CYP 2D6 inhibitors

e.g. fluoxetine, paroxetine, fluvoxamine, pindolol, propranolol, moclobemide, sertraline* (weak, dose-related, moderate at 150mg daily)

May considerably delay the metabolism of thioridazine. The resulting elevations in thioridazine levels increase the risk of QTc prolongation and cardiac arrhythmias. (see contraindications)

Medications which prolong QTc interval

Increased risk of QTc prolongation and potentially fatal cardiac arrhythmias (see contraindications)

Tricyclic antidepressants

May result in increased plasma levels of either or both

Phenytoin

Can increase or decrease plasma levels of phenytoin

Barbiturates

Can reduce serum concentrations of both drugs

Anticoagulants

May decrease prothrombin time

CNS depressants e.g. alcohol, benzodiazepines, anaesthetics

Effects can be potentiated

MAOIs

Can prolong sedative and anticholinergic effect

Lithium

Potential neurotoxic complications

Anticholinergic medication

Exacerbate anticholinergic effects

Levodopa

Reduced efficacy of both

Adrenergic vasoconstrictors e.g. ephedrine, phenylephrine

Reduction in hypertensive effect

Quinidine

Myocardial depression

Antiarrythmic agents

May induce ECG changes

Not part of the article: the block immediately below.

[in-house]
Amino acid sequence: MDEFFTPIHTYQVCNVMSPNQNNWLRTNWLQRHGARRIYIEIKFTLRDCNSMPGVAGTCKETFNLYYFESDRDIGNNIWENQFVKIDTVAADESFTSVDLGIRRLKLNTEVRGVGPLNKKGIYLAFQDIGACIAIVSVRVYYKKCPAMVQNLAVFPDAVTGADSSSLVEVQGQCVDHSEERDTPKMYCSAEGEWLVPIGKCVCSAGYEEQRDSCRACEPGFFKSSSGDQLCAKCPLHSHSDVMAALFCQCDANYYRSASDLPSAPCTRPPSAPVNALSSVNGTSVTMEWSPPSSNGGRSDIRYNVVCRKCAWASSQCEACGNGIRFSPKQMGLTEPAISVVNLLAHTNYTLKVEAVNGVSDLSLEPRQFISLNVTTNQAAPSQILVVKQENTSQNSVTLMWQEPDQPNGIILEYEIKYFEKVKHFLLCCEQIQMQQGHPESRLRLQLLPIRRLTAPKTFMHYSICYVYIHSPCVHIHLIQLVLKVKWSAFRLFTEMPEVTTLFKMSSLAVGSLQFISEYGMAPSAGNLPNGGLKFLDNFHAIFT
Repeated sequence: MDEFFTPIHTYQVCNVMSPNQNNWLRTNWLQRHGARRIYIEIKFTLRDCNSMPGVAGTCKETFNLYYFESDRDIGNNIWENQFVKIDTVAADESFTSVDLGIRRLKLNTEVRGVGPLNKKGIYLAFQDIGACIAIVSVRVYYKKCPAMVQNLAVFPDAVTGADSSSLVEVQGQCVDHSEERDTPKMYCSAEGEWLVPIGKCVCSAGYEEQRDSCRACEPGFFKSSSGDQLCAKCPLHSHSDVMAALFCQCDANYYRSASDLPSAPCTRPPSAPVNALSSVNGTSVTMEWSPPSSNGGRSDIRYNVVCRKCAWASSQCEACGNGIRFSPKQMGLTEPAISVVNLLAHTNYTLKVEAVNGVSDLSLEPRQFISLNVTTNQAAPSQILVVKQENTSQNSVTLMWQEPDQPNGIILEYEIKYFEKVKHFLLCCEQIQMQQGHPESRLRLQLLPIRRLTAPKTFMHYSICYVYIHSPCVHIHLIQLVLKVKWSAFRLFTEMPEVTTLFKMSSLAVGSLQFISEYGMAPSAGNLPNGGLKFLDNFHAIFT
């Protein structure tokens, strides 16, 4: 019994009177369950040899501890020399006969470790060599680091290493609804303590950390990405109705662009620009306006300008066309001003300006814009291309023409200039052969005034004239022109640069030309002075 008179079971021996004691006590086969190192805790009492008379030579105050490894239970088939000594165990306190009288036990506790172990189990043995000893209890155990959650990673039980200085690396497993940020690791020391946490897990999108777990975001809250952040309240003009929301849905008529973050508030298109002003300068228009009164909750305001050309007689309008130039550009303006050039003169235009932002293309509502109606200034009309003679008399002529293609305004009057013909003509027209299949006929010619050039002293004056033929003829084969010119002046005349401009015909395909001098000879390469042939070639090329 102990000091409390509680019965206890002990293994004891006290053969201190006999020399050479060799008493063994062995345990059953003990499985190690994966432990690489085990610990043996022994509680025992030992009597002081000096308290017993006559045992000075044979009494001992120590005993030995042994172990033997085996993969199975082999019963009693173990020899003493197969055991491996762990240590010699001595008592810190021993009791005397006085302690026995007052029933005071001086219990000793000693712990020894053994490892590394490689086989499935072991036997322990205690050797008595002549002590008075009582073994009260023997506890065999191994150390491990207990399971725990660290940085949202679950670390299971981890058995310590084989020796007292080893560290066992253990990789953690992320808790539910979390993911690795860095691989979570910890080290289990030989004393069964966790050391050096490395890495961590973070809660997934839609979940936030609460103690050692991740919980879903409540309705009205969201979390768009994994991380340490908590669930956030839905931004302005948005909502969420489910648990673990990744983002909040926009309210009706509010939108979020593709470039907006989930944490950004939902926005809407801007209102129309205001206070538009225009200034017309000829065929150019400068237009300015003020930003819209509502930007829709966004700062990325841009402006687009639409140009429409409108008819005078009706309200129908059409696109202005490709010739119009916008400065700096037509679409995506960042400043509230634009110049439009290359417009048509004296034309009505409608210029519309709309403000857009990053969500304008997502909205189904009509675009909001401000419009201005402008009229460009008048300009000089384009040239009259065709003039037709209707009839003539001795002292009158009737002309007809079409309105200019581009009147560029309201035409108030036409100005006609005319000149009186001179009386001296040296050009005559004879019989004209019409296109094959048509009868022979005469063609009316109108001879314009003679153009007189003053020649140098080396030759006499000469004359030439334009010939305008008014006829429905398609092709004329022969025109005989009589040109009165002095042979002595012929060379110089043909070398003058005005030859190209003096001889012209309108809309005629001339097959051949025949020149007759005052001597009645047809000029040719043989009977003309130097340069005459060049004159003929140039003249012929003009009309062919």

Thiazide diuretics

Severe hypotension

Antidiabetics

Interferes with carbohydrate metabolism

Antacids

May reduce absorption of thioridazine

*Sertraline- weak CYP 2D6 inhibitors, dose-related, moderate at 150mg daily7

References

1. GMC Good practice in prescribing and managing medicines and devices. Updated Dec14

2. NHS Greater Glasgow and Clyde Area Drug and Therapeutics Committee Policies Relating to the Management of Medicines Section 9.1 Acute Unlicensed Medicines Policy (ULM Policy)

3. NHS Lothian. Shared Care Agreement. Thioridazine for the treatment of schizophrenia in adults. April 2016

4. Summary of Product Characteristics Thioridazin-neuraxpharm. Nov 2012 (obtained via IDIS

5. Martindale. The Complete Drug Reference. Accessed 4/8/17

6. Patient Information Leaflet. Thioridazin-neuraxpharm. Aug 2015

7. Bazire S. Psychotropic Drug Directory 2016; Lloyd Reinhold Publications

 

 

 

Editorial Information

Last reviewed: 08 October 2020

Next review: 01 October 2023

Author(s): PMG-MH

Version: 1

Approved By: PMG-MH

Reviewer Name(s): Andrew Walker, Suzanne Burke